The proposed amendments to the Department of Veterans Affairs Act speak to the principles that guide our government every day, the principles of action that guide Veterans Affairs Canada and its commitment to ensure veterans and their families receive the care, compassion, and respect they deserve, and principles similar to those already enshrined in the Veterans Bill of Rights. They are the same principles that the Minister of Veterans Affairs leads his department by, and which led to the announcement in December of the new pension for life. However, they are not objective principles that should be written into law, which is why we cannot support Bill C-378. This bill offers no benefits or services for veterans or their families.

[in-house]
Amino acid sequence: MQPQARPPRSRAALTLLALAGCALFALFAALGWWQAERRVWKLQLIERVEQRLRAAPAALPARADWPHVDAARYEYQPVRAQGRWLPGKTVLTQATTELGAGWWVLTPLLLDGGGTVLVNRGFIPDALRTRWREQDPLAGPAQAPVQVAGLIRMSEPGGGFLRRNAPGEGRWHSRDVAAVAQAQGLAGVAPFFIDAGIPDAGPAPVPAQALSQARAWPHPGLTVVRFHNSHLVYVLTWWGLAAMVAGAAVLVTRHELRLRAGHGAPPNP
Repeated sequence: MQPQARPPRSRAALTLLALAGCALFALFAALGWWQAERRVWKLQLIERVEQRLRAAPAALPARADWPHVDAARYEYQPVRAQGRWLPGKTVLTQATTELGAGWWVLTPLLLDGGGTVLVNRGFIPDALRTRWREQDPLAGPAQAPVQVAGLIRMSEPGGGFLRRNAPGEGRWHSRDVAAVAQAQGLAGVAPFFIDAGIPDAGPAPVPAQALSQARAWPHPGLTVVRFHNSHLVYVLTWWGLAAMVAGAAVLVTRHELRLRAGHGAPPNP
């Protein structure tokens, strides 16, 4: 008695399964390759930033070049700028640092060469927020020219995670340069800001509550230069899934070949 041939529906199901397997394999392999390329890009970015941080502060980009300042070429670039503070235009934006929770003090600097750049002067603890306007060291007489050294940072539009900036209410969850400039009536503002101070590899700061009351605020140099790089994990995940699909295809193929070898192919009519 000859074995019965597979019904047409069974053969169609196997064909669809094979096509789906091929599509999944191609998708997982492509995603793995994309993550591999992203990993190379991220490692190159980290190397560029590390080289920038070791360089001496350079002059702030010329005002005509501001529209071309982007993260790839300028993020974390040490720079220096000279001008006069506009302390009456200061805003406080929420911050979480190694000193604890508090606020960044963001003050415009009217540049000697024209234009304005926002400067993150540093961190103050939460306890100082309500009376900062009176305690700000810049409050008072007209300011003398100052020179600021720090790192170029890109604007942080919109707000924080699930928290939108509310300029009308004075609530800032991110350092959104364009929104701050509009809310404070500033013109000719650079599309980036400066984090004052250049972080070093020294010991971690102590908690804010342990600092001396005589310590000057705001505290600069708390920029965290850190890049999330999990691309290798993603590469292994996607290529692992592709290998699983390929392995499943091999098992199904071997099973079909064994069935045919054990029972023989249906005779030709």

I assure members that just as veterans and their fallen comrades sacrificed everything to safeguard our future, this government is here to safeguard theirs and that includes the work we do to deliver services and benefits to veterans. What we can and should all support are measures to increase benefits for veterans, measures like our promise to re-establish a tax-free pension for life for pain, which recognizes and compensates veterans for disabilities resulting from a service-related illness or injury.